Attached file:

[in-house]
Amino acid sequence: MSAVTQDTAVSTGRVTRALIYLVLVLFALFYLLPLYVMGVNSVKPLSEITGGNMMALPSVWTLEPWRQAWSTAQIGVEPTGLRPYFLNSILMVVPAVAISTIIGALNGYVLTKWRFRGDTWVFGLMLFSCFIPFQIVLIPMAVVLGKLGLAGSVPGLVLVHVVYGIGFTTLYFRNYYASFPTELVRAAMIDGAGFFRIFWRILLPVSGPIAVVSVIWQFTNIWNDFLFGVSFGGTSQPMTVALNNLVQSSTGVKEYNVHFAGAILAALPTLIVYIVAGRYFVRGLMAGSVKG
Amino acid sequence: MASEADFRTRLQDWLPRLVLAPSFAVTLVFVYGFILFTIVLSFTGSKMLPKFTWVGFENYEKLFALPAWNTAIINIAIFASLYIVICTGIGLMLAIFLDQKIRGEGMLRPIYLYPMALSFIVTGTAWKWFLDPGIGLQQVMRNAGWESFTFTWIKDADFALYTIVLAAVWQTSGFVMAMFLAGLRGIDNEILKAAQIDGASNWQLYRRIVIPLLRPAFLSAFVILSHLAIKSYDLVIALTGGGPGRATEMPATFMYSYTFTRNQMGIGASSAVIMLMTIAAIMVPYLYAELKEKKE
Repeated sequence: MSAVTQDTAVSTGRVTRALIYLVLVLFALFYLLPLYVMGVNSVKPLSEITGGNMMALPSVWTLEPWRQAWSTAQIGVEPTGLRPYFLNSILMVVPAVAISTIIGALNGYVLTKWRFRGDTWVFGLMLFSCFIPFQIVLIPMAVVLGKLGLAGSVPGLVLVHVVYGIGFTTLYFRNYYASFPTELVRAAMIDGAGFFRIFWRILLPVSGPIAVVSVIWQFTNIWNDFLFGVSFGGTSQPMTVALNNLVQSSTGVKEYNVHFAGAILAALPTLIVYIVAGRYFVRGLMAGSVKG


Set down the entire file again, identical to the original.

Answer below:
[in-house]
Amino acid sequence: MSAVTQDTAVSTGRVTRALIYLVLVLFALFYLLPLYVMGVNSVKPLSEITGGNMMALPSVWTLEPWRQAWSTAQIGVEPTGLRPYFLNSILMVVPAVAISTIIGALNGYVLTKWRFRGDTWVFGLMLFSCFIPFQIVLIPMAVVLGKLGLAGSVPGLVLVHVVYGIGFTTLYFRNYYASFPTELVRAAMIDGAGFFRIFWRILLPVSGPIAVVSVIWQFTNIWNDFLFGVSFGGTSQPMTVALNNLVQSSTGVKEYNVHFAGAILAALPTLIVYIVAGRYFVRGLMAGSVKG
Amino acid sequence: MASEADFRTRLQDWLPRLVLAPSFAVTLVFVYGFILFTIVLSFTGSKMLPKFTWVGFENYEKLFALPAWNTAIINIAIFASLYIVICTGIGLMLAIFLDQKIRGEGMLRPIYLYPMALSFIVTGTAWKWFLDPGIGLQQVMRNAGWESFTFTWIKDADFALYTIVLAAVWQTSGFVMAMFLAGLRGIDNEILKAAQIDGASNWQLYRRIVIPLLRPAFLSAFVILSHLAIKSYDLVIALTGGGPGRATEMPATFMYSYTFTRNQMGIGASSAVIMLMTIAAIMVPYLYAELKEKKE
Repeated sequence: MSAVTQDTAVSTGRVTRALIYLVLVLFALFYLLPLYVMGVNSVKPLSEITGGNMMALPSVWTLEPWRQAWSTAQIGVEPTGLRPYFLNSILMVVPAVAISTIIGALNGYVLTKWRFRGDTWVFGLMLFSCFIPFQIVLIPMAVVLGKLGLAGSVPGLVLVHVVYGIGFTTLYFRNYYASFPTELVRAAMIDGAGFFRIFWRILLPVSGPIAVVSVIWQFTNIWNDFLFGVSFGGTSQPMTVALNNLVQSSTGVKEYNVHFAGAILAALPTLIVYIVAGRYFVRGLMAGSVKG